We’ve been sailing past and through some of the most wonderfully named parts of the world – Flores, Butu, Ceram, Halmahera and their associated seas – which for me conjure up images of trading ships at full sail, laden down with cargoes of nutmeg, pepper and cloves.
It’s a very Eurocentric view, of course, and the spice trade was often at the expense of the local population, but I can’t help finding the associations with exploration and uncharted waters bewitching. (And for a very readable account of that period in history, you could do worse than track down a copy of Nathaniel’s Nutmeg by Giles Milton.)
But while these exotic locations drift by, we’re preparing for our arrival in Jakarta next week, and the long journey is also giving me a chance to catch up on some of the interviews I conducted between Jayapura and Manokwari.
One of the more interesting and colourful people I’ve had the pleasure of working with on this expedition is Dorothy. She’s a Greenpeace forest campaigner from Papua New Guinea and joined the Esperanza in Port Moresby in August. Dorothy left the ship last weekend in Manokwari but before she disembarked, I wanted to find out why it was important that she stay on the ship over the border into the Indonesian half of New Guinea.
Listen to the audio clip below and hear about Dorothy’s links to both Papua and Papua New Guinea. There’s a transcript below.
You’ve been on the Esperanza for both the Papua New Guina leg and some of the Indonesian leg. Why was it important to you to be on both sides of the border?
It’s been very important for many reasons. The first one being, as a campaigner, it’s good to understand that this island is rich in biodiversity and it’s one ecological system. The island has similar problems on both sides of the border and as a campaigner it’s important for me to understand what is happening here as well as in Papua New Guinea.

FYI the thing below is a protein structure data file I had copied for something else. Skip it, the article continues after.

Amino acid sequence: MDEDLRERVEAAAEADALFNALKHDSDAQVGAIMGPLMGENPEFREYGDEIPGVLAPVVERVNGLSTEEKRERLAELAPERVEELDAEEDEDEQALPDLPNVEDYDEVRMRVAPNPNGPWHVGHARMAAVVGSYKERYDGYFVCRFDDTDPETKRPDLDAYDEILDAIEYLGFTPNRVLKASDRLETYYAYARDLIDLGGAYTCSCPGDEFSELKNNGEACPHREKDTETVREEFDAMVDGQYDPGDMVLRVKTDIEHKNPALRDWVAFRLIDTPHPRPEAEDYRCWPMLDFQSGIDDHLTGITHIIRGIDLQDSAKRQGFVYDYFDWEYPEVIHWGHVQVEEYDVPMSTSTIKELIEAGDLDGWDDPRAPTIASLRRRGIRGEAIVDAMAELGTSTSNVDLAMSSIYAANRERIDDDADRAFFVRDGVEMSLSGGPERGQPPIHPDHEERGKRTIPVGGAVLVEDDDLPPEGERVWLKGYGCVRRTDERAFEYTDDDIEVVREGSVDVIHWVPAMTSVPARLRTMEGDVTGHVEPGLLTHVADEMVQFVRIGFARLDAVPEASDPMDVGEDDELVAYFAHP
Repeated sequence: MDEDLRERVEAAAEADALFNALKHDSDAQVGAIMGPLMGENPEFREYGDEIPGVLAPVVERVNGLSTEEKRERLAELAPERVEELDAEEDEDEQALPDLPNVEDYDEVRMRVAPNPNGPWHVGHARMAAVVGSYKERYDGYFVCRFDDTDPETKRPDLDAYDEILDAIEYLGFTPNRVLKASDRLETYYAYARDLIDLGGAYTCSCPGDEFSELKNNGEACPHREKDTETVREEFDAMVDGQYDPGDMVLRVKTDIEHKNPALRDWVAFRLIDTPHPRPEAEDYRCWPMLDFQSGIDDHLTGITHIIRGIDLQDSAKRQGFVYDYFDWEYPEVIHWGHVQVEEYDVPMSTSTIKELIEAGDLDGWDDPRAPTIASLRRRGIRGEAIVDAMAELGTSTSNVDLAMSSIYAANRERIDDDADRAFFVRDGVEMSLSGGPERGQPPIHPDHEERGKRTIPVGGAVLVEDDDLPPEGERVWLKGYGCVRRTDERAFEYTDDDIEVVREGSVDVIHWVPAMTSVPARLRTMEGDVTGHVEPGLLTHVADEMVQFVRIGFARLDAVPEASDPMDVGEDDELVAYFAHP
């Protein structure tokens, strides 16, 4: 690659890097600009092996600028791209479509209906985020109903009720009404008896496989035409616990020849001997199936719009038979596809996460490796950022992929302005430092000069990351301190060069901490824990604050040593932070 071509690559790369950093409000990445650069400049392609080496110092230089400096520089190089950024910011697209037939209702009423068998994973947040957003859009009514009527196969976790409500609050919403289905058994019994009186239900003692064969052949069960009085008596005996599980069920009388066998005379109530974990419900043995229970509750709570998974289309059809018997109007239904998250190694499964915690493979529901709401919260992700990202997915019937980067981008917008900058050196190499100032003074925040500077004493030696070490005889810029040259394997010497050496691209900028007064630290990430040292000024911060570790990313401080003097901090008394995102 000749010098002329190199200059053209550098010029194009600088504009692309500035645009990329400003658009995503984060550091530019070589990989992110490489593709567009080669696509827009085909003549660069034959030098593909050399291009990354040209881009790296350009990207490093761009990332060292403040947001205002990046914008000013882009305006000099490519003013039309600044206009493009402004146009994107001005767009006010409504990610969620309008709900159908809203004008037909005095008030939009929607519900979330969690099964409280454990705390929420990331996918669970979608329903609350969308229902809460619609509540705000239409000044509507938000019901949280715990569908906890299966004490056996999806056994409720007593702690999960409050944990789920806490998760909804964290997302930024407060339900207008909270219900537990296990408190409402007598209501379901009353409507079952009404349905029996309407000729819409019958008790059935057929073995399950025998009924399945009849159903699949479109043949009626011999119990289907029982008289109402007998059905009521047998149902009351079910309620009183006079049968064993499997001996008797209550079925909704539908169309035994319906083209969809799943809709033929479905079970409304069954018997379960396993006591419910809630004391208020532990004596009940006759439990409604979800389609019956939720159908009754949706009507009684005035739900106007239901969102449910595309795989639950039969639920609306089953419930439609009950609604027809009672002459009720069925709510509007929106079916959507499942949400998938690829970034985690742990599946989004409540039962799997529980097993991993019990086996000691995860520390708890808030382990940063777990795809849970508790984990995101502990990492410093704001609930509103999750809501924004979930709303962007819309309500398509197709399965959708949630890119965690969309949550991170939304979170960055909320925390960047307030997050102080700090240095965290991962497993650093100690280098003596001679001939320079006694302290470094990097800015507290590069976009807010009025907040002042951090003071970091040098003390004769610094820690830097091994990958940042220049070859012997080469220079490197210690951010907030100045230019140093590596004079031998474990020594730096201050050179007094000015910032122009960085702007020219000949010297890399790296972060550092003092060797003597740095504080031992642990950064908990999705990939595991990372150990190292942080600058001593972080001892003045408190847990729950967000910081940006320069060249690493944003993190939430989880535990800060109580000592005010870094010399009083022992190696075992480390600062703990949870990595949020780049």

Also, as we go to international conferences, we tend to talk about the island as one, the island of New Guinea. It’s the world’s third largest rainforest and it’s important to think of it as a whole rather than as in parts. It has also enriched me personally to see the struggle of my colleagues on this side of the border, and the issues that they have here.
And you have quite strong personal ties to Papua, as well.
Personally, this visit has been a little bit emotional for me. Partly because I see the beauty of my island, being a descendent of people from the Papuan side. I’m actually from Papua New Guinea but my grandmother is from this side of the border, and it has been emotional for me to see the connections of my people in Papua to the environment, and to the forest especially because most of them are still dependent on it for their livelihood.
I have family on this side who live under a different political system, who live under different land and forest use laws. While it’s emotional, it’s also interesting to learn about their rights and it makes me more determined to see things in a way that unite us as indigenous people of this island rather than as people from two different countries with different legal and political systems.